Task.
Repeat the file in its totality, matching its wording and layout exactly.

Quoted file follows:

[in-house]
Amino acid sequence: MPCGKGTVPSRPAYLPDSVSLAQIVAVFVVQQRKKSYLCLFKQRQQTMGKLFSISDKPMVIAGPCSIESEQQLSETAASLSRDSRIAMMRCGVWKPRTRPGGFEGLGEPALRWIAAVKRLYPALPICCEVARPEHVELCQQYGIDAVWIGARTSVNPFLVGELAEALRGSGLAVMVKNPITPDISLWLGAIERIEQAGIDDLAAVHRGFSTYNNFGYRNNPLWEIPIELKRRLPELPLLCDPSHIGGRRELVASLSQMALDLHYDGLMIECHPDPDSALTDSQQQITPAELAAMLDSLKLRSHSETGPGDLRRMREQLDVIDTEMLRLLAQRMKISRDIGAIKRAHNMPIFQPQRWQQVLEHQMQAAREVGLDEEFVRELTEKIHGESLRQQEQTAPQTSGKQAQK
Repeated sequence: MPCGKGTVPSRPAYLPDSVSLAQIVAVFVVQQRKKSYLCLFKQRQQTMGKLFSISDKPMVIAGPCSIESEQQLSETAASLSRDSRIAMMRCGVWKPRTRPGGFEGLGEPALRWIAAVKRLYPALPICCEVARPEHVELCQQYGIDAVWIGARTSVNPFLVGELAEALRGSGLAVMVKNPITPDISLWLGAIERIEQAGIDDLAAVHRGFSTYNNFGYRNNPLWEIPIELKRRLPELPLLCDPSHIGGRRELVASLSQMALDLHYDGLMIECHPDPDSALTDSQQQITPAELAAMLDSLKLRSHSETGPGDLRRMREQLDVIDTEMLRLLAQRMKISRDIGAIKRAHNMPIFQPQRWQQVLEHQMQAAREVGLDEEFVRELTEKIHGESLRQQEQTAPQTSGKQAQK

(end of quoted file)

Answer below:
[in-house]
Amino acid sequence: MPCGKGTVPSRPAYLPDSVSLAQIVAVFVVQQRKKSYLCLFKQRQQTMGKLFSISDKPMVIAGPCSIESEQQLSETAASLSRDSRIAMMRCGVWKPRTRPGGFEGLGEPALRWIAAVKRLYPALPICCEVARPEHVELCQQYGIDAVWIGARTSVNPFLVGELAEALRGSGLAVMVKNPITPDISLWLGAIERIEQAGIDDLAAVHRGFSTYNNFGYRNNPLWEIPIELKRRLPELPLLCDPSHIGGRRELVASLSQMALDLHYDGLMIECHPDPDSALTDSQQQITPAELAAMLDSLKLRSHSETGPGDLRRMREQLDVIDTEMLRLLAQRMKISRDIGAIKRAHNMPIFQPQRWQQVLEHQMQAAREVGLDEEFVRELTEKIHGESLRQQEQTAPQTSGKQAQK
Repeated sequence: MPCGKGTVPSRPAYLPDSVSLAQIVAVFVVQQRKKSYLCLFKQRQQTMGKLFSISDKPMVIAGPCSIESEQQLSETAASLSRDSRIAMMRCGVWKPRTRPGGFEGLGEPALRWIAAVKRLYPALPICCEVARPEHVELCQQYGIDAVWIGARTSVNPFLVGELAEALRGSGLAVMVKNPITPDISLWLGAIERIEQAGIDDLAAVHRGFSTYNNFGYRNNPLWEIPIELKRRLPELPLLCDPSHIGGRRELVASLSQMALDLHYDGLMIECHPDPDSALTDSQQQITPAELAAMLDSLKLRSHSETGPGDLRRMREQLDVIDTEMLRLLAQRMKISRDIGAIKRAHNMPIFQPQRWQQVLEHQMQAAREVGLDEEFVRELTEKIHGESLRQQEQTAPQTSGKQAQK